Academic journal article Fathering

American Fatherhood Types: The Good, the Bad, and the Uninterested

Academic journal article Fathering

American Fatherhood Types: The Good, the Bad, and the Uninterested

Article excerpt

This paper presents four contemporary types of American manhood: (a) the new, involved father, (b) the good provider, (c) the deadbeat dad, and (d) the paternity-free man. These four types are compared, contrasted, and contextualized with related data from the classic Middletown studies of the 1920s and 1930s. The significance and implications of the trend toward paternity-free manhood are discussed, and directions for future research are suggested.

Keywords: fathers, fathering, childlessness, fertility, paternity, roles


Over the past quarter-century, the topic of fatherhood has received expandingattention in both the social sciences and popular culture. Two key research domains have included (a) identifying how child developmental outcomes are associated with various patterns of father involvement and absence (e.g., Lamb, 1997) and (b) investigating how fathers balance economic provision, household work, and involvement in child-rearing (e.g., Coltrane, 1996; Palkovitz, 1997, 2002). This paper addresses the latter domain and presents four types of contemporary American manhood and brief historical contextualizations of each of these types drawn from Robert and Helen Lynd's classic Middletown (1929) and Middletown in Transition studies (1937).


Although emerging research regarding fathers is much more focused than that of the past, discussions of patterns of contemporary fatherhood still mute individual variations in fathering styles and involvement levels. Even fathers within the same general classification (e.g., fathers of teen sons) will have unique histories, developmental trajectories, interaction styles, and involvement levels (Palkovitz, 2002). As such, generalized and typologized discussions of fathers (including those presented in this paper) discount both inter-individual and intra-individual variability. However, even though types mask complexity and individuality, there is a degree of legitimacy to carefully generalized discussions of fatherhood, be it contemporary or historical, because most fathers share some universal characteristics (Lamb, 2000; Pleck, 1987). Further, descriptions of different styles of types of fathers can serve as helpful Weberian "ideal types" that are of great utilitarian and heuristic value in assessing "the social reality [of] the 'typical' father" (Horna & Lupri, 1987, p. 55). Ideally, while many fathers may not fit into neatly established categorical typeses, these types (a) establish parameters within which to conduct research, (b) offer recommendations to researchers regarding what to look for and be sensitive to, and (c) organize our efforts to understand the complexities of contemporary individual and family life.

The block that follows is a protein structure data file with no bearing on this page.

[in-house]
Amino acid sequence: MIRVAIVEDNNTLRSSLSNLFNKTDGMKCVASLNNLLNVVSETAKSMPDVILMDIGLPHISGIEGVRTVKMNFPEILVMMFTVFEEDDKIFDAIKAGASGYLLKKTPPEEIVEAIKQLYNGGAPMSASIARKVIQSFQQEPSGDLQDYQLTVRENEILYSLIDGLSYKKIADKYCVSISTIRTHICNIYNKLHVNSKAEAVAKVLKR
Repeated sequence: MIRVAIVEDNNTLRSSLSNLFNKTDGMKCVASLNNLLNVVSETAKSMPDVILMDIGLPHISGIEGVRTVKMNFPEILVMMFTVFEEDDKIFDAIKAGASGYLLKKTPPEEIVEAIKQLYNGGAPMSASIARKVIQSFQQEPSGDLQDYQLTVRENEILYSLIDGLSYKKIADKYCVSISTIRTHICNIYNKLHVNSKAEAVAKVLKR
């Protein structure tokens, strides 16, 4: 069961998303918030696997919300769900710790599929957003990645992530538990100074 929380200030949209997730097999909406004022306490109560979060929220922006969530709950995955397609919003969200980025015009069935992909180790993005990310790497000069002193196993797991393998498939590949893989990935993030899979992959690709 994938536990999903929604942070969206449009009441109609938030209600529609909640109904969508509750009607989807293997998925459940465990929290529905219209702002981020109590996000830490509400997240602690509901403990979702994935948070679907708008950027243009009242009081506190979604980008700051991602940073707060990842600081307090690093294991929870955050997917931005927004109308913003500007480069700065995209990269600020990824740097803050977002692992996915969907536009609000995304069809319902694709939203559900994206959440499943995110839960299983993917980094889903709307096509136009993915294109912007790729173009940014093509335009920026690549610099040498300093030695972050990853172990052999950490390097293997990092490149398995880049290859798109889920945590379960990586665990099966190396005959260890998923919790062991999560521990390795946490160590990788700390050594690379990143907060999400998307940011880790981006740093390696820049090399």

While fathering styles are often described as fixed, in reality they are varied, fluid, multiply determined, and dynamic at both cultural and individual levels (Horna & Lupri, 1987; Palkovitz, 1997). Also, movement or development through diverse styles of fathering may be more the rule than the exception. The fathering type (new, involved, good provider, deadbeat, paternity-free, etc.) and parental style (e.g., authoritarian, authoritative, permissive) manifested at any given point of data collection or analysis are influenced by the context, the individual father's assessments of the balance of requirements and resources, and the relative importance individual fathers assign to the various roles they enact (e.g., breadwinning, sex-role modeling, moral guidance, nurturance) toward their children (Palkovitz, 1997).


Interestingly, two starkly contrasting views of "good" and "bad" American fatherhood have been frequently presented in the research literature (Furstenbeurg, 1988). In this section we address variations of these types and present an emerging type of American manhood that warrants additional scholarly attention. …

Search by... Author
Show... All Results Primary Sources Peer-reviewed


An unknown error has occurred. Please click the button below to reload the page. If the problem persists, please try again in a little while.